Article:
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Looking for a Book

  1. May 6, 2006 #1
    I'm looking for a book that will do a thorough exposition of everything we know about the distribution of primes. Can anyone recommend one?
     
  2. jcsd
  3. May 7, 2006 #2
    'The Distribution Of Prime Numbers' - A.E.Ingham is pretty good, but then it's the only one I've used so there may be better suggestions out there..
     
  4. May 7, 2006 #3

    shmoe

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    I don't think there is a book that contains "everything".

    Ingham's book is old, but also one of my favorites, it's a great introduction though at an advanced level. "The Prime Numbers and their distribution" by Tenenbaum, et al. is a nice book as well, more on an introductory level but still covering a good range of topics.

    Almost all number theory texts beyond the "elementary" ones will have info on the distribution of primes. Davenport's "Multiplicative Number theory" and Apostols "Introduction to Analytic Number Theory" are good. "Analytic Number Theory" by Iwaniec and Kowalski is a phenomenal resource for all things related to it's title, though perhaps not the easiest to learn about a topic from scratch.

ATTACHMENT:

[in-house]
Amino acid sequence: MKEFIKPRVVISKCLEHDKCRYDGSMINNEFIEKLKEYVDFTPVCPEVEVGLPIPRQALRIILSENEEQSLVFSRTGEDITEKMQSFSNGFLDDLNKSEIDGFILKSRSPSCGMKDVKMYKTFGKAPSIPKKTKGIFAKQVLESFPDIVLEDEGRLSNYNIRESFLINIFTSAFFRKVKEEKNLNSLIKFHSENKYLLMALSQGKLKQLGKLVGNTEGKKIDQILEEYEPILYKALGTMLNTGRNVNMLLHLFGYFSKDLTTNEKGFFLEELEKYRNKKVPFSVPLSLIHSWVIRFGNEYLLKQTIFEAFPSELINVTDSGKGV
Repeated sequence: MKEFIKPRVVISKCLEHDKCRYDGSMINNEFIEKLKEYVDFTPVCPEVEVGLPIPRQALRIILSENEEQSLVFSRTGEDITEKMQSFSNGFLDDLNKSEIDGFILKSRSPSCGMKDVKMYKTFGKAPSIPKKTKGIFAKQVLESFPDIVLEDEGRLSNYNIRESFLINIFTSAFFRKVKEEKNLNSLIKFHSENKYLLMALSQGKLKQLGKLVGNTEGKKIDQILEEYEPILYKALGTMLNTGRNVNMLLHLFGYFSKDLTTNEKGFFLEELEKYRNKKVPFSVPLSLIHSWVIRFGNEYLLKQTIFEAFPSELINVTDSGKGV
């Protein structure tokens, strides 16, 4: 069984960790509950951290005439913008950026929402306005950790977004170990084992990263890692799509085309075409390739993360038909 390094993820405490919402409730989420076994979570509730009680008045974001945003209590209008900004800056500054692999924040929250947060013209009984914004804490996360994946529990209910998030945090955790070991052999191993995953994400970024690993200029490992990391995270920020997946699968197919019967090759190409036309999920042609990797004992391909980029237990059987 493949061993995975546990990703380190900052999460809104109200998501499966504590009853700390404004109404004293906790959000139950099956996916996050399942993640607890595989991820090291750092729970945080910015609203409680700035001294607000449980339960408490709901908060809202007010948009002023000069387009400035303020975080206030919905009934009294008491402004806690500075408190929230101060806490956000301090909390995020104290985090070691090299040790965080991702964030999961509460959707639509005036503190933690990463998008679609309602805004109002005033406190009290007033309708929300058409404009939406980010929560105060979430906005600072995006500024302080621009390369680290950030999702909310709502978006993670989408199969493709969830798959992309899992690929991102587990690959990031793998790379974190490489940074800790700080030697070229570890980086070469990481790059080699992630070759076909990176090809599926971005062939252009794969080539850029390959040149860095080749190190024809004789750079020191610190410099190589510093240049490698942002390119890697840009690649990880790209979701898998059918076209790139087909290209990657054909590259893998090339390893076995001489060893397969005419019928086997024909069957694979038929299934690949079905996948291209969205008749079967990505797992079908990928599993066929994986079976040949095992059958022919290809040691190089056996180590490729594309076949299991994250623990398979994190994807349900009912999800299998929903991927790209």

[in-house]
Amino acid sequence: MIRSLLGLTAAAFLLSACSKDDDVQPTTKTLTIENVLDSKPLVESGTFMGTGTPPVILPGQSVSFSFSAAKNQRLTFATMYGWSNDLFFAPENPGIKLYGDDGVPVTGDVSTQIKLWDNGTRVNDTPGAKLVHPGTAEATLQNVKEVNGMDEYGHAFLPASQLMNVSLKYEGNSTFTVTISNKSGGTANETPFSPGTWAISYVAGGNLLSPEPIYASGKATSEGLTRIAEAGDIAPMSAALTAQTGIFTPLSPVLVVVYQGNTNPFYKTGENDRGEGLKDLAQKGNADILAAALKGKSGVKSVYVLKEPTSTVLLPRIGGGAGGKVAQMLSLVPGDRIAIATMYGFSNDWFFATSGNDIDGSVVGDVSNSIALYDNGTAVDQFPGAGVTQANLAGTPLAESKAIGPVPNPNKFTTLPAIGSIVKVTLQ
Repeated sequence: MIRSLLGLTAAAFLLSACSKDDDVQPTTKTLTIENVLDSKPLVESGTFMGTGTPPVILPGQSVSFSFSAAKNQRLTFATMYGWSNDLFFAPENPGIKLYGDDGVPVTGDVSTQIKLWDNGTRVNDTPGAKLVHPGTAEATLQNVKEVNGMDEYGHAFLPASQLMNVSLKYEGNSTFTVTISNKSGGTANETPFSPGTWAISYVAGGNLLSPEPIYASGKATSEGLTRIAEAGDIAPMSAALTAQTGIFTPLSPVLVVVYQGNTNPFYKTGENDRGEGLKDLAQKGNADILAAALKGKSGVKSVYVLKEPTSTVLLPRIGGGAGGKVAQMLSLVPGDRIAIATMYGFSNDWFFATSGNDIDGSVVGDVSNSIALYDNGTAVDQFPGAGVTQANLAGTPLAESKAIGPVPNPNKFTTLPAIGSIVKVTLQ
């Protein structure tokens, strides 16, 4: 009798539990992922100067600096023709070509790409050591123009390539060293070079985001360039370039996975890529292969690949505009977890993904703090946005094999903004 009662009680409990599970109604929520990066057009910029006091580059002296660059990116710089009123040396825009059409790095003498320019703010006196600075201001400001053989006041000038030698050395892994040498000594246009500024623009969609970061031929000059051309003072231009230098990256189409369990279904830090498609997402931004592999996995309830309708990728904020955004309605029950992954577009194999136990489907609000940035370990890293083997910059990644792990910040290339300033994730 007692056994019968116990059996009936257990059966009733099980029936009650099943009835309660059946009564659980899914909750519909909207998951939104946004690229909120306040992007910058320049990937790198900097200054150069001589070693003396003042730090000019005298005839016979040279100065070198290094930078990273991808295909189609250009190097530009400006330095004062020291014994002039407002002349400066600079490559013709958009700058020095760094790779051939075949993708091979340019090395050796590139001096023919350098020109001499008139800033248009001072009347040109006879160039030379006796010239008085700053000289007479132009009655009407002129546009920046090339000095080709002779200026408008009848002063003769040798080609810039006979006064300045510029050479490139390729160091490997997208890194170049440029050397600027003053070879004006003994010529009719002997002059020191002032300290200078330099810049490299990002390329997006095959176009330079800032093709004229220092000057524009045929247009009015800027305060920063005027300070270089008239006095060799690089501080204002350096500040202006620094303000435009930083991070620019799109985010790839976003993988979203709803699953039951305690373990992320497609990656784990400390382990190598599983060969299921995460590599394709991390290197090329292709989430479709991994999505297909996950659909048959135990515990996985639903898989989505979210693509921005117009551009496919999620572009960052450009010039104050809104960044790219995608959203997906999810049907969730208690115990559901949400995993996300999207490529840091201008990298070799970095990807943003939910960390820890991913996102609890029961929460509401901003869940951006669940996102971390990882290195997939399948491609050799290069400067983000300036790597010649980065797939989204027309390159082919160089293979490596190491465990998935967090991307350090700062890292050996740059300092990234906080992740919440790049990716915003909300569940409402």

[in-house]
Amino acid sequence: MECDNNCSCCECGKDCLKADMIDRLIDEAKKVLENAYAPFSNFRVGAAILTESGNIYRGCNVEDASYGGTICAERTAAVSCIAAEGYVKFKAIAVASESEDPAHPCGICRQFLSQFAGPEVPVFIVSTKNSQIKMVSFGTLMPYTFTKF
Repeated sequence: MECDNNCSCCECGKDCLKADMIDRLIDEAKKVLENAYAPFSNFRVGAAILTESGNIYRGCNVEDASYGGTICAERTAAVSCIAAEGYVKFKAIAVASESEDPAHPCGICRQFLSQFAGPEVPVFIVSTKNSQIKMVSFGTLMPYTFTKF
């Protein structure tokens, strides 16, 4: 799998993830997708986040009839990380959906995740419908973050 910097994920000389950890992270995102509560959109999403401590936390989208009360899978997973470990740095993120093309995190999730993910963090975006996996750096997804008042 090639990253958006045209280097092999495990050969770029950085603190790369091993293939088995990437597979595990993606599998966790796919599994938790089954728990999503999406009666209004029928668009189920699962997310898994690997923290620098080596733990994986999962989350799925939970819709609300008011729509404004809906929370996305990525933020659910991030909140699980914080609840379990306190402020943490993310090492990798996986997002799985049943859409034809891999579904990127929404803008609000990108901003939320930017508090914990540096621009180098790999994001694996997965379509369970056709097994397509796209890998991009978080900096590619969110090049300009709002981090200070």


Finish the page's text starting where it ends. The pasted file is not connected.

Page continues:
Guy's "Unsolved Problems In Number Theory" is self explanatory. It usually gives the most current results on a topic and will provide ample references.

    If you plan to buy a book, you should go to the library and try to read some of it first to see if it's at an appropriate level.
     
  5. May 7, 2006 #4
    Thanks for the suggestions. I've discovered a book called "Prime Numbers: The Most Mysterious Figures in Math" which I really like. It may sound like a popularized math book, but it's actually like "Unsolved Problems in Number Theory" by Guy, though it lists topics that are solved and unsolved. "The New Book of Prime Number Records" is pretty good too.

    Guy's book is very discouraging to read. At the end of many sections, he often includes a remark like "it is unlikely that this problem will be solved within our lifetime".
     
  6. May 7, 2006 #5

    shmoe

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    In number theory, hundreds and thousands of pages of work can result in reducing an exponent by a minuscule amount and still you seem hopelessly distant from what is believed to be the truth.
     
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